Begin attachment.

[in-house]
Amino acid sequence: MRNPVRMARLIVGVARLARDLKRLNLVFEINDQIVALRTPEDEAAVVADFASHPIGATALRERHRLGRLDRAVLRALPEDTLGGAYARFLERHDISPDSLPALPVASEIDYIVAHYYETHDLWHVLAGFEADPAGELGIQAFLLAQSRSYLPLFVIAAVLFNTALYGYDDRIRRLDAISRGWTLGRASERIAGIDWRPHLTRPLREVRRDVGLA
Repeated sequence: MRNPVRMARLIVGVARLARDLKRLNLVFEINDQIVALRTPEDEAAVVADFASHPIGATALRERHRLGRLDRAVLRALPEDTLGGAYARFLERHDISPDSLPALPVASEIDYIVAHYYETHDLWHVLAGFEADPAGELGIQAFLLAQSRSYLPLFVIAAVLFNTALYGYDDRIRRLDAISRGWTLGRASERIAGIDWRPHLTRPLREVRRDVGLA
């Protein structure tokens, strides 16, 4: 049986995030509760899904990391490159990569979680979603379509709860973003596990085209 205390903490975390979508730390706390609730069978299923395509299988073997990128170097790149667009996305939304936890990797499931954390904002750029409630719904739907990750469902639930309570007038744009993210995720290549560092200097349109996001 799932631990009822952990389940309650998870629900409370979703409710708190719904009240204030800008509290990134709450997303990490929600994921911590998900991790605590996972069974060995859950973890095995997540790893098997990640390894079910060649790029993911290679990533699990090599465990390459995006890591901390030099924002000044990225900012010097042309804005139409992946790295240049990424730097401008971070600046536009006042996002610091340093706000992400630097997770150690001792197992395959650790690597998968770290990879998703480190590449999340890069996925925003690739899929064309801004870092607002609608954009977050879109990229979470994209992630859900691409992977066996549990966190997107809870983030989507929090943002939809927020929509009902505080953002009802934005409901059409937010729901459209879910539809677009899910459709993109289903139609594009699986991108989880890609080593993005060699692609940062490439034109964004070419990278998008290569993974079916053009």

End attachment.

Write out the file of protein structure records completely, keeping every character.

[in-house]
Amino acid sequence: MRNPVRMARLIVGVARLARDLKRLNLVFEINDQIVALRTPEDEAAVVADFASHPIGATALRERHRLGRLDRAVLRALPEDTLGGAYARFLERHDISPDSLPALPVASEIDYIVAHYYETHDLWHVLAGFEADPAGELGIQAFLLAQSRSYLPLFVIAAVLFNTALYGYDDRIRRLDAISRGWTLGRASERIAGIDWRPHLTRPLREVRRDVGLA
Repeated sequence: MRNPVRMARLIVGVARLARDLKRLNLVFEINDQIVALRTPEDEAAVVADFASHPIGATALRERHRLGRLDRAVLRALPEDTLGGAYARFLERHDISPDSLPALPVASEIDYIVAHYYETHDLWHVLAGFEADPAGELGIQAFLLAQSRSYLPLFVIAAVLFNTALYGYDDRIRRLDAISRGWTLGRASERIAGIDWRPHLTRPLREVRRDVGLA
């Protein structure tokens, strides 16, 4: 049986995030509760899904990391490159990569979680979603379509709860973003596990085209 205390903490975390979508730390706390609730069978299923395509299988073997990128170097790149667009996305939304936890990797499931954390904002750029409630719904739907990750469902639930309570007038744009993210995720290549560092200097349109996001 799932631990009822952990389940309650998870629900409370979703409710708190719904009240204030800008509290990134709450997303990490929600994921911590998900991790605590996972069974060995859950973890095995997540790893098997990640390894079910060649790029993911290679990533699990090599465990390459995006890591901390030099924002000044990225900012010097042309804005139409992946790295240049990424730097401008971070600046536009006042996002610091340093706000992400630097997770150690001792197992395959650790690597998968770290990879998703480190590449999340890069996925925003690739899929064309801004870092607002609608954009977050879109990229979470994209992630859900691409992977066996549990966190997107809870983030989507929090943002939809927020929509009902505080953002009802934005409901059409937010729901459209879910539809677009899910459709993109289903139609594009699986991108989880890609080593993005060699692609940062490439034109964004070419990278998008290569993974079916053009």